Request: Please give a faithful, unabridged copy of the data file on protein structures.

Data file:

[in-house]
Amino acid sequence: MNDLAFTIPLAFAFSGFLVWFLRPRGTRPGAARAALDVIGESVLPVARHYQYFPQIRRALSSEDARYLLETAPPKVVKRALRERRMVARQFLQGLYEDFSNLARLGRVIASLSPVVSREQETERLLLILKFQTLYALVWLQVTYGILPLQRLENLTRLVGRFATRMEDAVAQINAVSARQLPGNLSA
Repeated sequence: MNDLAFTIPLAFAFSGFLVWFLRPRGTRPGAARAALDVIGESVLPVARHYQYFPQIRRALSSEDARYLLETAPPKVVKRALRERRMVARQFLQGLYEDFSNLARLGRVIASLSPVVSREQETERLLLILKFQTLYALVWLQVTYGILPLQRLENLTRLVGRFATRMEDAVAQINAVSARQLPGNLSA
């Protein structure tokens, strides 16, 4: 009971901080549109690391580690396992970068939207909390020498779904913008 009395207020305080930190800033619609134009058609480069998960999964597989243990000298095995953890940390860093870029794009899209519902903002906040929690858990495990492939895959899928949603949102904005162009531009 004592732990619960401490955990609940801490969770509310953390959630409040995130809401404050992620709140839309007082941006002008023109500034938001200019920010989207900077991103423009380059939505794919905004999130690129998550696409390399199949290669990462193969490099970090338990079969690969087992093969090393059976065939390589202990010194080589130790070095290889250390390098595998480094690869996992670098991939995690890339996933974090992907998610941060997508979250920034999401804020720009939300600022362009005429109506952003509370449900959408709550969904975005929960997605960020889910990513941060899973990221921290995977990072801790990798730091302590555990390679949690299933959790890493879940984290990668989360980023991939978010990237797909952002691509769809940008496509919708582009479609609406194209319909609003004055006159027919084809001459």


[in-house]
Amino acid sequence: MNDLAFTIPLAFAFSGFLVWFLRPRGTRPGAARAALDVIGESVLPVARHYQYFPQIRRALSSEDARYLLETAPPKVVKRALRERRMVARQFLQGLYEDFSNLARLGRVIASLSPVVSREQETERLLLILKFQTLYALVWLQVTYGILPLQRLENLTRLVGRFATRMEDAVAQINAVSARQLPGNLSA
Repeated sequence: MNDLAFTIPLAFAFSGFLVWFLRPRGTRPGAARAALDVIGESVLPVARHYQYFPQIRRALSSEDARYLLETAPPKVVKRALRERRMVARQFLQGLYEDFSNLARLGRVIASLSPVVSREQETERLLLILKFQTLYALVWLQVTYGILPLQRLENLTRLVGRFATRMEDAVAQINAVSARQLPGNLSA
């Protein structure tokens, strides 16, 4: 009971901080549109690391580690396992970068939207909390020498779904913008 009395207020305080930190800033619609134009058609480069998960999964597989243990000298095995953890940390860093870029794009899209519902903002906040929690858990495990492939895959899928949603949102904005162009531009 004592732990619960401490955990609940801490969770509310953390959630409040995130809401404050992620709140839309007082941006002008023109500034938001200019920010989207900077991103423009380059939505794919905004999130690129998550696409390399199949290669990462193969490099970090338990079969690969087992093969090393059976065939390589202990010194080589130790070095290889250390390098595998480094690869996992670098991939995690890339996933974090992907998610941060997508979250920034999401804020720009939300600022362009005429109506952003509370449900959408709550969904975005929960997605960020889910990513941060899973990221921290995977990072801790990798730091302590555990390679949690299933959790890493879940984290990668989360980023991939978010990237797909952002691509769809940008496509919708582009479609609406194209319909609003004055006159027919084809001459």